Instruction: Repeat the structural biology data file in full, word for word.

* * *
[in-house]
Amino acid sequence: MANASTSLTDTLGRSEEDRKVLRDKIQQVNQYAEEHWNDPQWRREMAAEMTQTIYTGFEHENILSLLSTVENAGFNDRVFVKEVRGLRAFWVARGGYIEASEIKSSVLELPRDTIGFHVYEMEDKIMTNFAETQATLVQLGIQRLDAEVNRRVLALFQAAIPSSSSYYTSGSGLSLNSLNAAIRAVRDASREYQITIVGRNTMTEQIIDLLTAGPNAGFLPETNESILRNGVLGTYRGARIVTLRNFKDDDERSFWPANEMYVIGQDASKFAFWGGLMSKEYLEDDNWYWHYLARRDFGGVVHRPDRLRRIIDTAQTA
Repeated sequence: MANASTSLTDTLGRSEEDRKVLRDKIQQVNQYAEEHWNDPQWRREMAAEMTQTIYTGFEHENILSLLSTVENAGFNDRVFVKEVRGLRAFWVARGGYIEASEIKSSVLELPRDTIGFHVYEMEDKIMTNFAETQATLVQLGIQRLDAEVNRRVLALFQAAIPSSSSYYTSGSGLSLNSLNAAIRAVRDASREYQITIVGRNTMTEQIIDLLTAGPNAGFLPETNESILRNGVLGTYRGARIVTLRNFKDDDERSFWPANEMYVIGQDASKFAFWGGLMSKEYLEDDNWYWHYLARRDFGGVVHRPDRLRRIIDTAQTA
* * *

[in-house]
Amino acid sequence: MANASTSLTDTLGRSEEDRKVLRDKIQQVNQYAEEHWNDPQWRREMAAEMTQTIYTGFEHENILSLLSTVENAGFNDRVFVKEVRGLRAFWVARGGYIEASEIKSSVLELPRDTIGFHVYEMEDKIMTNFAETQATLVQLGIQRLDAEVNRRVLALFQAAIPSSSSYYTSGSGLSLNSLNAAIRAVRDASREYQITIVGRNTMTEQIIDLLTAGPNAGFLPETNESILRNGVLGTYRGARIVTLRNFKDDDERSFWPANEMYVIGQDASKFAFWGGLMSKEYLEDDNWYWHYLARRDFGGVVHRPDRLRRIIDTAQTA
Repeated sequence: MANASTSLTDTLGRSEEDRKVLRDKIQQVNQYAEEHWNDPQWRREMAAEMTQTIYTGFEHENILSLLSTVENAGFNDRVFVKEVRGLRAFWVARGGYIEASEIKSSVLELPRDTIGFHVYEMEDKIMTNFAETQATLVQLGIQRLDAEVNRRVLALFQAAIPSSSSYYTSGSGLSLNSLNAAIRAVRDASREYQITIVGRNTMTEQIIDLLTAGPNAGFLPETNESILRNGVLGTYRGARIVTLRNFKDDDERSFWPANEMYVIGQDASKFAFWGGLMSKEYLEDDNWYWHYLARRDFGGVVHRPDRLRRIIDTAQTA